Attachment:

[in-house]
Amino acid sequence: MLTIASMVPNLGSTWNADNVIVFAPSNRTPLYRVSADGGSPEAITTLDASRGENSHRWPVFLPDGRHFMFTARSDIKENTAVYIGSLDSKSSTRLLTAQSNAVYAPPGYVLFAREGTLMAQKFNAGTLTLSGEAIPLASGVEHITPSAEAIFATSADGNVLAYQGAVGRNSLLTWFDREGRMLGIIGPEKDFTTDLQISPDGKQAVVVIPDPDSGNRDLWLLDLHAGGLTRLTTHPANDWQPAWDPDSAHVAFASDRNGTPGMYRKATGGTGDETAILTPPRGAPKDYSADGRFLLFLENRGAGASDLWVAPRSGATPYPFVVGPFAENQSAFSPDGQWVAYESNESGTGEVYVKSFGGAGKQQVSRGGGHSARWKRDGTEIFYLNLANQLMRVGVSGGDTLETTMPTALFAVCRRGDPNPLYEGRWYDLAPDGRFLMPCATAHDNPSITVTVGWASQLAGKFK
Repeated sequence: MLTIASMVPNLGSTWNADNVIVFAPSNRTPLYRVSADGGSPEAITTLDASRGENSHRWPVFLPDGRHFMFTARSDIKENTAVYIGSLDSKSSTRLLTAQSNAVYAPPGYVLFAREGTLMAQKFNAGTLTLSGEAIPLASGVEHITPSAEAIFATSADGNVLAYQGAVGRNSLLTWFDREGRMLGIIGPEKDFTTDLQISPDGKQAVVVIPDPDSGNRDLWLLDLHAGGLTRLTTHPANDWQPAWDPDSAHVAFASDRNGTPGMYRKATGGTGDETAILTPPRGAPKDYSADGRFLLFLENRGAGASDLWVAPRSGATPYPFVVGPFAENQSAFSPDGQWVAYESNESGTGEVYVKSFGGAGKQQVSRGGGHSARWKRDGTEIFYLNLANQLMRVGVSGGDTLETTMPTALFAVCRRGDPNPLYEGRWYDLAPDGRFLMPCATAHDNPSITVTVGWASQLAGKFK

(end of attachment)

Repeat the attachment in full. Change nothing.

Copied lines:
[in-house]
Amino acid sequence: MLTIASMVPNLGSTWNADNVIVFAPSNRTPLYRVSADGGSPEAITTLDASRGENSHRWPVFLPDGRHFMFTARSDIKENTAVYIGSLDSKSSTRLLTAQSNAVYAPPGYVLFAREGTLMAQKFNAGTLTLSGEAIPLASGVEHITPSAEAIFATSADGNVLAYQGAVGRNSLLTWFDREGRMLGIIGPEKDFTTDLQISPDGKQAVVVIPDPDSGNRDLWLLDLHAGGLTRLTTHPANDWQPAWDPDSAHVAFASDRNGTPGMYRKATGGTGDETAILTPPRGAPKDYSADGRFLLFLENRGAGASDLWVAPRSGATPYPFVVGPFAENQSAFSPDGQWVAYESNESGTGEVYVKSFGGAGKQQVSRGGGHSARWKRDGTEIFYLNLANQLMRVGVSGGDTLETTMPTALFAVCRRGDPNPLYEGRWYDLAPDGRFLMPCATAHDNPSITVTVGWASQLAGKFK
Repeated sequence: MLTIASMVPNLGSTWNADNVIVFAPSNRTPLYRVSADGGSPEAITTLDASRGENSHRWPVFLPDGRHFMFTARSDIKENTAVYIGSLDSKSSTRLLTAQSNAVYAPPGYVLFAREGTLMAQKFNAGTLTLSGEAIPLASGVEHITPSAEAIFATSADGNVLAYQGAVGRNSLLTWFDREGRMLGIIGPEKDFTTDLQISPDGKQAVVVIPDPDSGNRDLWLLDLHAGGLTRLTTHPANDWQPAWDPDSAHVAFASDRNGTPGMYRKATGGTGDETAILTPPRGAPKDYSADGRFLLFLENRGAGASDLWVAPRSGATPYPFVVGPFAENQSAFSPDGQWVAYESNESGTGEVYVKSFGGAGKQQVSRGGGHSARWKRDGTEIFYLNLANQLMRVGVSGGDTLETTMPTALFAVCRRGDPNPLYEGRWYDLAPDGRFLMPCATAHDNPSITVTVGWASQLAGKFK